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Rebasing in Git to maintain history's health

d4vsanchez profile image David Sánchez ・6 min read

Have you ever felt that the Git history of your project is becoming a big mess and when you need to find out why a change was made you encounter a lot of small commits that were just adding tiny bits of code that you forgot to add in previous commits? Well, this also happened to me.

I'm a passionate learner so I'm always trying to find out new ways of doing things and questioning the current knowledge I have about a tool. When I found out that the Git history of my project was having a lot of meaningless commits, I started asking myself if there was a better way to add those changes to previously made commits so they can maintain cohesion and in the future, another developer doesn't need to solve the puzzle by searching through multiple commits to finding the reason of the change.

This is when I found about Rebasing in Git. There are two ways that we can use Rebase: as a "replacement" of git merge and change, drop, and squash previously made commits. Gotcha, you can see that one of the use cases of the Rebase command fits perfectly the use case I'm searching for.

I'm not going to talk about git rebase as a "replacement" of git merge in this article, but if you are curious how is that so, I recommend you to read this article from the people at Atlassian where they explain it.

To explain how to do Interactive Rebase in Git I've created this simple example repository that has some meaningless commits that I want to get rid of.

Tig showing the commits in the repository

By using tig we can observe multiple things:

  1. I'm doing these changes in a separate branch called feature-branch, it's very important that you do not use git rebase on public/shared branches as it will overwrite history. This means that if you force-push the changes, anyone else who's also working in your branch will go out of sync.
  2. There are two meaningless commits in my feature-branch that only fixes some accents that I forgot to add in the Adding my personal information commit. We will be fusing them 2 with the original commit.
  3. I made them all quickly in my example, but you may extrapolate the things we're going to make here into bigger projects.

Let's do it

First, we'll take the SHA-1 of the oldest commit that we want to retain as-is. In this case, the last commit we want maintaining as-is is the Adding my initial description file commit. This is because we are going to be fusing the two "Forgot ..." commits with the Adding my personal information commit, hence not retaining it as-is.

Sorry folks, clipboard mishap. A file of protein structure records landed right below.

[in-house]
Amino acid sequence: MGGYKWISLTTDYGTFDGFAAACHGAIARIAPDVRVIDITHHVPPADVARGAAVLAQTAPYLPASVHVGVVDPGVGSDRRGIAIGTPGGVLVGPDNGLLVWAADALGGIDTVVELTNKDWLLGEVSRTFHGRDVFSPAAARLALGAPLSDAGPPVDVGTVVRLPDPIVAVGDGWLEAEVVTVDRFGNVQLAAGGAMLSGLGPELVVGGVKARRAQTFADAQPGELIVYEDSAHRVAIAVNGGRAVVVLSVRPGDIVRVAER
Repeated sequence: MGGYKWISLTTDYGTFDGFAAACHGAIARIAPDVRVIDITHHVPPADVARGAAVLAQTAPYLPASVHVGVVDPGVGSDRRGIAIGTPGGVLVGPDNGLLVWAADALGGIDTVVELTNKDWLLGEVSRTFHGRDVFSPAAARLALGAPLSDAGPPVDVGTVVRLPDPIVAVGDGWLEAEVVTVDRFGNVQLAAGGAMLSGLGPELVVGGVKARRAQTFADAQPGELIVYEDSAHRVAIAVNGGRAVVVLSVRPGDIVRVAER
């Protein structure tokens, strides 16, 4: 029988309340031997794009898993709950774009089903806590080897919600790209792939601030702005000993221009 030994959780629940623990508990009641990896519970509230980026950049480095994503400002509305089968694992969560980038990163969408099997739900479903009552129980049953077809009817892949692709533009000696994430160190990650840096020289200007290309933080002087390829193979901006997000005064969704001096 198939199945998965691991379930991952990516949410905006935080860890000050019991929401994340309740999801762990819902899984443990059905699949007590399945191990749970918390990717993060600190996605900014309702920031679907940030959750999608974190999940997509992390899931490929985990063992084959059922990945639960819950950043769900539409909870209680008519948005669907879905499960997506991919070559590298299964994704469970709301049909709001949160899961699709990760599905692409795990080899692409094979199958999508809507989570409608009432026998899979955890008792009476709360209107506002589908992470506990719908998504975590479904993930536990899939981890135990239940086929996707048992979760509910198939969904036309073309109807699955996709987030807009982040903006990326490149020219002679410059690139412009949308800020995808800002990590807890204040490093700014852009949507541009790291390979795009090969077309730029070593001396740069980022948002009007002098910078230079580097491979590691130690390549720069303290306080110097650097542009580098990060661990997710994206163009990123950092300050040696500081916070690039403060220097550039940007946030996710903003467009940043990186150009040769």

Tig showing that the hash of the oldest commit we want to retain is: 6c8e26c67111b0cab4ce388f4899b3b879152f55

Now that we have the hash of the commit, we're going to execute the following command which is going to run Rebase in Interactive mode, so we can easily pick which actions we want to perform to the commits.

git rebase -i 6c8e26c^

You may notice two things in the command:

  1. We're using only a few characters of the hash: Git allows us to refer to a commit by only using few characters from it. You can check out that in Git's documentation.
  2. The caret at the end: In order to have our current commit available in the rebase command we will need to bring the parent of the 6c8e26c commit. This will let us do the fusion operation between the 3 commits.

Executing this command will open the editor that we have configured in Git with the following text:

pick d7ce763 Adding my personal information
pick b049848 Forgot to add accent in my last name
pick b215b9e Forgot to add accent in my city
pick b544998 Adding software development skills

# Rebase 6c8e26c..b544998 onto b544998 (4 commands)
#
# Commands:
# p, pick <commit> = use commit
# r, reword <commit> = use commit, but edit the commit message
# e, edit <commit> = use commit, but stop for amending
# s, squash <commit> = use commit, but meld into previous commit
# f, fixup <commit> = like "squash", but discard this commit's log message
# x, exec <command> = run command (the rest of the line) using shell
# b, break = stop here (continue rebase later with 'git rebase --continue')
# d, drop <commit> = remove commit
# l, label <label> = label current HEAD with a name
# t, reset <label> = reset HEAD to a label
# m, merge [-C <commit> | -c <commit>] <label> [# <oneline>]
# .       create a merge commit using the original merge commit's
# .       message (or the oneline, if no original merge commit was
# .       specified). Use -c <commit> to reword the commit message.
#
# These lines can be re-ordered; they are executed from top to bottom.
#
# If you remove a line here THAT COMMIT WILL BE LOST.
#
# However, if you remove everything, the rebase will be aborted.
#
# Note that empty commits are commented out